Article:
We were curious, so we went looking for the source of Santorum’s information and found that the Republican presidential candidate likes his facts picked like cherries and is likely guilty of a lie of omission.

The info appears to come from this study published in 2007 in the Social Science Research Council’s journal Social Forces (hat tip to PBS for pointing us to it).

The study does say that 64 percent — not 62 percent — Yikes! It’s even worse than Santorum thought! — of students enrolled in traditional four-year colleges report a decline in attendance in religious services. But what the study also says and that Santorum neglected to mention is this:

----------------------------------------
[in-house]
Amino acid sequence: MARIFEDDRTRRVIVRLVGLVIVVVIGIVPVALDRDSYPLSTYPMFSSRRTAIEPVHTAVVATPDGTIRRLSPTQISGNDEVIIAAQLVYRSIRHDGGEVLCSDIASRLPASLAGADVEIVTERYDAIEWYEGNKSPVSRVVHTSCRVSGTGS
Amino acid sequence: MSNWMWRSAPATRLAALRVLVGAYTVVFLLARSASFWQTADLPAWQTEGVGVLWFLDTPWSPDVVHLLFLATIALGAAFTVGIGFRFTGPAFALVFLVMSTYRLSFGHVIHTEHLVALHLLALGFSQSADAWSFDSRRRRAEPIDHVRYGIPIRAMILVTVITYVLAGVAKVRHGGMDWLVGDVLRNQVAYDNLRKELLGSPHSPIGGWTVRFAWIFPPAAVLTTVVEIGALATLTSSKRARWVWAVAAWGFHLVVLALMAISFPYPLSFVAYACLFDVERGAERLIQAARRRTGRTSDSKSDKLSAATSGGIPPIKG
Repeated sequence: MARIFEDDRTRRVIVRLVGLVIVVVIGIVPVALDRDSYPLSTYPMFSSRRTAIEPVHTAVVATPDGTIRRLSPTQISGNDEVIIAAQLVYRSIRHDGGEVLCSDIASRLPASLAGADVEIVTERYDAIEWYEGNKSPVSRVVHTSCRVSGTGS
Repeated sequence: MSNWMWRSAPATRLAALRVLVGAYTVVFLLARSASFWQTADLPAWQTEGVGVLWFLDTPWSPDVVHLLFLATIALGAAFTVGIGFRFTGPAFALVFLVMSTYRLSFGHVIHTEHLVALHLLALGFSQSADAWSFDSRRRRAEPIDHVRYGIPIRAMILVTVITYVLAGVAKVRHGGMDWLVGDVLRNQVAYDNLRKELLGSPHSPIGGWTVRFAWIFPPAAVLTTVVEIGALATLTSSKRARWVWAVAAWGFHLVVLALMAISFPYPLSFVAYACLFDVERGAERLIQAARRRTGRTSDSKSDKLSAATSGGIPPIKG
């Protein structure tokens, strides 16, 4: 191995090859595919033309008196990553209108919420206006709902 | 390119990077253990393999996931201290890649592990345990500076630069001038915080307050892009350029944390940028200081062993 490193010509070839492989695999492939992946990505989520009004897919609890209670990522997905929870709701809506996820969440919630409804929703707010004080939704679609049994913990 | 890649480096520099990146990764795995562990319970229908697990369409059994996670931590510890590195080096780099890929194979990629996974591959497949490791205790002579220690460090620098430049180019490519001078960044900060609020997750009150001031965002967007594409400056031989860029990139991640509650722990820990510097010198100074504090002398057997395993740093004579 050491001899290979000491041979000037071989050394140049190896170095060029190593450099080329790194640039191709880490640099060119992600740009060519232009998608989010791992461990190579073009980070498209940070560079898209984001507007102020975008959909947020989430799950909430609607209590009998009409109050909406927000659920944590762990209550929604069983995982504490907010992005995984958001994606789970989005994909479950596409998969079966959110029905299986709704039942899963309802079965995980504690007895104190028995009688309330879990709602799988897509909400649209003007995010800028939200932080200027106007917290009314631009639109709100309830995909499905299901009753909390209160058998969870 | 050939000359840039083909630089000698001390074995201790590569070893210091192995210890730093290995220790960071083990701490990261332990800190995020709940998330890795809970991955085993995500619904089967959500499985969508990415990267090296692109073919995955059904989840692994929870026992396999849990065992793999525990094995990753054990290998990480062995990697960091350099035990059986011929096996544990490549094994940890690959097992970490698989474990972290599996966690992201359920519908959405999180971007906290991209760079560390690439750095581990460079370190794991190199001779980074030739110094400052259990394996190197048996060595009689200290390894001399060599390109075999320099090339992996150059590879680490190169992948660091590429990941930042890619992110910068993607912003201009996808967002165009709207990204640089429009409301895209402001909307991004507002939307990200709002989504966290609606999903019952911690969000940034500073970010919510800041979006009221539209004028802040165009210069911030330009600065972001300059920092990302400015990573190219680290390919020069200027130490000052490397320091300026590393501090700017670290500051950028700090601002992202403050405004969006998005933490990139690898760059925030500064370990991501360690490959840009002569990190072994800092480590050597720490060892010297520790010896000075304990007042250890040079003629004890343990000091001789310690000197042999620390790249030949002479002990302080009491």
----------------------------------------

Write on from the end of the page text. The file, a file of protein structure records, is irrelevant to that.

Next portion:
Yet, 76 percent of those who never enrolled in college report a decline in religious service attendance.

And this:

Simply put: Higher education is not the enemy of religiosity. Instead, young people who avoid college altogether display a more precipitous drop in their religious participation.

According to the very same study cited by Santorum, colleges as secularizing machines are about as real as the mythical “war on religion” and “war on Christmas.”

In fact, the study notes there are many other reasons why young adults become less religious, but that framed diploma hanging on their walls isn’t one of them.

Bashing Gays for Votes

February 24, 2012

How quickly they turn on you. Tom Leppert won his 2007 race for Dallas mayor after supporters attacked his main opponent for being gay. Now Leppert is under attack by his opponents in the race for a U.S. Senate seat for “celebrating gay pride” while he served as mayor.